The New Year is coming and with it, many people looking for debt payoff strategies that will help them conquer their debt once and for all. If this is your goal, you may have already noticed that there are many different debt payoff strategies out there, which can make it hard to choose the one that’s best for your situation.
Debt payoff strategies are important because in order to be truly successful, you have to have a plan. In fact, I’m an advocate of picking one New Years Resolution and sticking to it. You’re much more likely to succeed that way! Truly, there is no better resolution than vowing to eliminate your debt entirely.
Below are three debt payoff strategies that might work for you depending on the amount of debt you have, your determination, and whether or not you need accountability on your journey.
One debt payoff strategy is not necessarily better than the other. Really, it’s about creating a plan that really works for you so that you can finally achieve financial stability.
1. The Classic Snowball Method
The snowball method is the most common of the debt payoff strategies out there. However if you haven’t heard of it, here’s how it works:
- List your debts smallest to largest.
- Pay off your smallest debt first (not your highest interest rate debt.)
- Once your smallest debt is paid off, roll that payment onto the next one until all are paid off.
The idea of rolling your payments to each larger debt is where the “snowball” imagery comes in. You have to think of a snowball rolling and getting bigger and bigger until all of your debt is completely gone.
While the snowball method is common, it really just matters that you start paying off debt. In fact, there are a number of things you need to do before you start paying off debt – like figuring out exactly how much you owe and starting an emergency fund.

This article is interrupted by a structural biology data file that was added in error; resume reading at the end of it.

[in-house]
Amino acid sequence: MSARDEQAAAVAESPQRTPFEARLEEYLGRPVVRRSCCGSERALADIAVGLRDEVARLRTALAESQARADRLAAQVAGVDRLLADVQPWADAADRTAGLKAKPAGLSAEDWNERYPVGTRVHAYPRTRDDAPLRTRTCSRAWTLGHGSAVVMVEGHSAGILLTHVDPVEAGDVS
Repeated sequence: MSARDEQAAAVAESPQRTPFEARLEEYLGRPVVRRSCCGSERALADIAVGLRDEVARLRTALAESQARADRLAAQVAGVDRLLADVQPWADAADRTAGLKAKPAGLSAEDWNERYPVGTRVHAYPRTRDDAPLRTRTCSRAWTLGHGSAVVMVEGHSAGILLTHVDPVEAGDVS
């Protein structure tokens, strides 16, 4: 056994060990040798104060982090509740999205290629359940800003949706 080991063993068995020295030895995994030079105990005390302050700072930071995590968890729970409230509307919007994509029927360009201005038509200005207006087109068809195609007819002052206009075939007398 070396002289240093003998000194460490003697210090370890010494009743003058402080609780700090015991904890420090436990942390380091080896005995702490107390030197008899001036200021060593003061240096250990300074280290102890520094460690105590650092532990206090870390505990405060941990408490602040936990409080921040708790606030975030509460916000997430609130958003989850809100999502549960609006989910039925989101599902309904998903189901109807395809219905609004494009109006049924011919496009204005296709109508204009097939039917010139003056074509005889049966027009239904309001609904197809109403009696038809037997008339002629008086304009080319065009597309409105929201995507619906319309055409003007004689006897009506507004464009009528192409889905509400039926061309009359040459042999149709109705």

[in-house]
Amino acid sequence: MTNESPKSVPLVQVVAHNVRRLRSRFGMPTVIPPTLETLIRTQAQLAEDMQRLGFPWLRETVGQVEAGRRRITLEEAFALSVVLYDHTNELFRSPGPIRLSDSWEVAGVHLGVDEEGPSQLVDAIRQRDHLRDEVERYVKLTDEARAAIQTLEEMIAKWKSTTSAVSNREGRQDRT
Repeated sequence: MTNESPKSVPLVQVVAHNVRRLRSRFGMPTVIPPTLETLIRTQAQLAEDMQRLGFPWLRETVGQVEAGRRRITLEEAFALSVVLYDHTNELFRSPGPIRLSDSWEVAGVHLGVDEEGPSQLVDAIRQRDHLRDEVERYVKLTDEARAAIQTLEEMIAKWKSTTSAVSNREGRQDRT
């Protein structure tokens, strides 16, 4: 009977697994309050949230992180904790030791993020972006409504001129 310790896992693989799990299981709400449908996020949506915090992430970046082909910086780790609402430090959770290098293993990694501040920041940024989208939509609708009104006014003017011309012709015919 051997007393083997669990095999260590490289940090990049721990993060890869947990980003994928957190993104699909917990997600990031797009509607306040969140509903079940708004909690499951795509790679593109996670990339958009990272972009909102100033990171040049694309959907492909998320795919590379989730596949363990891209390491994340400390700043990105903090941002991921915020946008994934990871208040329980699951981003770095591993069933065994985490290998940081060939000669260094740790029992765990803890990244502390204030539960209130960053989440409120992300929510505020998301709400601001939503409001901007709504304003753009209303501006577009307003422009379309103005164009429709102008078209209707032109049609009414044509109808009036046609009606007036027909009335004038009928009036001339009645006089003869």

Critics of the debt snowball strategy say that you’ll save more money by paying off debt with high interest rates first. If you want to focus on interest rates in your debt payoff strategy, the next idea might work better for you.
2. Consolidate and Destroy
One reason people can fall deeper into debt is because they get disorganized with their money. After all, a typical American household pays numerous bills every single month.
The average household carrying credit card debt has north of $15,000. Adding credit card payments, personal loan payments, car payments and more on top of that can get pretty stressful.
That’s why, when it comes to debt payoff strategies, I’m a fan of the consolidate and destroy approach. There are many different ways to consolidate your debt from using a balance transfer card to lower your interest rate to getting a personal loan to pay off your debt. (LightStream & Avant are both good options to consider for personal loans.)
Once you consolidate your debt to an interest rate that is much more manageable, start destroying it. When you know you’re truly knocking down your principal instead of sending tons of money in interest to your credit card companies, you’ll be much more motivated.
3. Work With a Non-Profit to Create a Debt Management Plan
There are a lot of shady companies out there who claim they’ll help you eliminate your debt but really they’re just out to make a profit. There is a huge difference between debt settlement and debt management.
Debt settlement companies are typically for-profit. What you’re looking for is a non-profit debt management company (the biggest one is NFCC.) When you enroll in a debt management plan, you’ll work with a counselor who will help you to make a plan to pay off all your debt in 3-5 years.
This is an option for people who really can’t do it on their own or feel like they’d make better headway if they had an advocate on their side. You can see the full list of the differences between debt settlement and debt management here.
Ultimately, as long as you find a debt management company that is vetted, is a non-profit and has a solid track record, they can go a long way in helping you conquer your debt once and for all.
Of course, these are not the only debt payoff strategies out there. There are many methods you can use to kill your debt for good – here are 25 ways to start paying off debt that will give you a good start.
Whether or not they work really depends on your dedication, how much debt you have, and your willingness to succeed.
Have you paid off a significant amount of debt? What debt payoff strategies did you use to kill your debt? What is one thing you’ve done to stay out of debt for good?
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Source: Frugal Rules